from FaithWorld:

Can China and the Vatican make beautiful music together?

April 30, 2008

World Team Table Tennis Championships in the southern Chinese city of Guangzhou, 2 March 2008/Bobby YipRemember ping-pong diplomacy, the exchange of ping-pong players between the United States and communist China in the 1970s that was one of the first steps that led to a thaw in relations between the two countries? If the Vatican had a ping-pong team, perhaps China would have considered sending their squad to the walled city in Rome for a match.

from Changing China:

Nick, the torch and Mt Everest – Day 3

April 30, 2008

Remarkably we managed to get to our night stop, Tingri (4,300m), in time for lunch.

from Changing China:

Nick, the torch and Everest – prologue

April 30, 2008

We’re here, where’s the torch?

We arrived. For a long time it looked like we wouldn’t, but on Monday morning, four days after leaving Beijing, 11 foreign journalists arrived at the media centre on the lower slopes of Mount Everest to report on the torch relay.

from Photographers' Blog:

The World’s Worst Road……UPDATE 1!!!!!

April 15, 2008

     Well........I don't believe it!!! It's happened. If you've read my last blog, ‘The Road West of Kangding' you know that I called that particular road ‘the worst road in the world'. Well....guess what....there is much worse.

from Photographers' Blog:

The Road West from Kangding

March 25, 2008

If someone had asked me just a few days ago what the worst road I could imagine in the world would be like, I would have told them probably a mountain road with lots and lots of rocks and pot-holes. Well, little did I imagine that these elements would combine with two mountain passes of around 4000 metres, vertical drops off the sides of around 500 metres, snow, ice and to top it all off, local police telling you that you cannot get to where you want to go.
The area is Sichuan Province in south-western China. The town is Kangding, located around 400 kilometres west of the capital Chengdu. The road leads west, towards Tibet. I am trying to cover the story about the violence that has spread into the province following the rioting in the Tibetan capital Lhasa on March 14. In order to find out what is going on, myself and text journalist John Ruwitch needed to get to another town called Litang, some 400 kilometres west of Kangding, where there were reports of trouble last week.

from Our Take on Your Take:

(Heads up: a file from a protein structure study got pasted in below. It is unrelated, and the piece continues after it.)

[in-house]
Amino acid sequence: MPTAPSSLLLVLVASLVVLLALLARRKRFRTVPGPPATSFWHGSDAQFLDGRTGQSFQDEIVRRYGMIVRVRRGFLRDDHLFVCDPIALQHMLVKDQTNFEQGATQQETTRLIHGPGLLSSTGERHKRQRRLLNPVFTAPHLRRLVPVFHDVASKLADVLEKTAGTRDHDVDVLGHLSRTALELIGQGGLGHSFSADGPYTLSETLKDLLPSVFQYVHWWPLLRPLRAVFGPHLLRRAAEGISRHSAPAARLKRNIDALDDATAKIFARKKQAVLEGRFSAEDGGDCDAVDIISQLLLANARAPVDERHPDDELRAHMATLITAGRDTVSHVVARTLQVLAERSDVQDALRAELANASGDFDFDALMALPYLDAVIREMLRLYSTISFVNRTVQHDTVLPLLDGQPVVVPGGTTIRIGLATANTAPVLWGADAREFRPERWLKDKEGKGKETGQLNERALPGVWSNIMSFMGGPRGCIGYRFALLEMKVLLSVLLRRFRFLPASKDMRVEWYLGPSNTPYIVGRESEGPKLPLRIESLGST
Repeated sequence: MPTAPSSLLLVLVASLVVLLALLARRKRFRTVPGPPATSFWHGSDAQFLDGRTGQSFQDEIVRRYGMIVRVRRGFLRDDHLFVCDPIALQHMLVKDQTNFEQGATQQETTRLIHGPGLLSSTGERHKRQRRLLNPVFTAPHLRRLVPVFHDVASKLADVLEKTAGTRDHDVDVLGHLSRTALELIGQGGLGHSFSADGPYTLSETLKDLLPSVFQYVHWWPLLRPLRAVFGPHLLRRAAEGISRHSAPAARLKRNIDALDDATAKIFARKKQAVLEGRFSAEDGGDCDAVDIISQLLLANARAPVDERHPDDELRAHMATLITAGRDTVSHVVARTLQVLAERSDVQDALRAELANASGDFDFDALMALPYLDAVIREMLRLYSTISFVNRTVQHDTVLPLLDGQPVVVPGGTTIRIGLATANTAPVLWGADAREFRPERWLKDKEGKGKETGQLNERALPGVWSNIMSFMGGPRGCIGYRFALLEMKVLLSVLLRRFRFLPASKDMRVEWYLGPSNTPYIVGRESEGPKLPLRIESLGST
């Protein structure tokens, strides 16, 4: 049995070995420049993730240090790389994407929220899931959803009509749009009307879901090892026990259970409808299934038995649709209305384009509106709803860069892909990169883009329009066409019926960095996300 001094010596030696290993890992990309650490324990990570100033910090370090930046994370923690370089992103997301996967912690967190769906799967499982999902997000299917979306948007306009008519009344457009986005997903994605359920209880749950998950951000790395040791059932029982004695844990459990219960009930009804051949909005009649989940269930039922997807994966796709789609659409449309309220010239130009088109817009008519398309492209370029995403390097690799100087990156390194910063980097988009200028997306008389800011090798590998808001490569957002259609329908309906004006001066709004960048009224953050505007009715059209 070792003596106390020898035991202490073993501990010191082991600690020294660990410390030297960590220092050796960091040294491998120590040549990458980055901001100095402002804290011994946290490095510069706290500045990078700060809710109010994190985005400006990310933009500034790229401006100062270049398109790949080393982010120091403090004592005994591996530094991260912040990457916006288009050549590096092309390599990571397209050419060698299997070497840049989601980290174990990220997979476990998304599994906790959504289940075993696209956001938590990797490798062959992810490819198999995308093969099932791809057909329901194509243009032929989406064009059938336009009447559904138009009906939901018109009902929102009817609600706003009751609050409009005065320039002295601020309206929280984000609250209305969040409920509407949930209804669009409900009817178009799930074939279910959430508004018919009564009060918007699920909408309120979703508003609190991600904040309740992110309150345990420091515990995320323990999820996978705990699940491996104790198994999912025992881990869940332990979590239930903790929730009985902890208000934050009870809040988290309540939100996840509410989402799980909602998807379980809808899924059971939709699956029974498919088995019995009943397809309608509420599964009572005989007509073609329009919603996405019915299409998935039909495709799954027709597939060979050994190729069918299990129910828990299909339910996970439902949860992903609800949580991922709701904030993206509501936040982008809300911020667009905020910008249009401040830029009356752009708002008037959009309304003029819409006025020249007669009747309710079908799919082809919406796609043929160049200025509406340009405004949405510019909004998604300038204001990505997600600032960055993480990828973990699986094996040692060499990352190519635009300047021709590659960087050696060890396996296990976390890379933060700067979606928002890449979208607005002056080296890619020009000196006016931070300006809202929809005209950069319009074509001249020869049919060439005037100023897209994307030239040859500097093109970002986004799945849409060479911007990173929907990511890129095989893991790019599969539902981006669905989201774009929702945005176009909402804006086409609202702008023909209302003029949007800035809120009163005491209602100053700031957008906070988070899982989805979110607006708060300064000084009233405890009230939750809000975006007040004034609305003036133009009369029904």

Surrounded

March 20, 2008

It's all about the angle and emotion in this image by Sam Kang Li from a rally by Tibetan protesters in Nepal. Through the use of the angle you view the protesters from the police point of view. The raw emotion on their faces adds the human element to the photo.

from FaithWorld:

Pope breaks “silence” on Tibet with carefully worded appeal

March 19, 2008

Pope Benedict XVI delivers his blessings at the end of his weekly general audience in Paul VI hall at the VaticanAs readers of this blog will have noticed, I posted a note yesterday about calls by Italian intellectuals for Pope Benedict to break his supposed silence over Tibet. On Wednesday he did so at his weekly general audience, making a carefully worded appeal (here in Italian) for an end to the suffering of the people there.

from FaithWorld:

Italians ask how long Pope can remain silent on Tibet

March 18, 2008

A demonstrator holds a placard against the Olympic Games in Beijing in front of the IOC headquarters in LausannePope Benedict is just about the only world leader not to have said anything about the events in Tibet. This hasn't gone unnoticed in Italy, where some commentators have been urging him to speak out -- and others have been defending him for not doing so.

from UK News:

Should Britain boycott the Olympics over Tibet?

March 17, 2008

tibet.jpgThe idea of a boycott of this Summer's Beijing Olympics in protest at the handling of events in Tibet is not yet an official policy of any government or major human rights organization.

from Our Take on Your Take:

On location in Tibet

March 14, 2008

Tibet protests

It's not every day you see military personnel on the streets of Tibet and it's certainly not every day that we receive picture of it. So, when a You Witness contributor (who prefers not to be named due to the sensitivity of the story) sent in three dramatic images of exactly that, they were quickly sent off to our chief photographer in China who contacted him directly to seek permission and arrange payment for using the images on the Reuters Pictures Wire service. In total, 12 images from this You Witness contributor have been sent to an international audience via the Reuters Pictures Wire.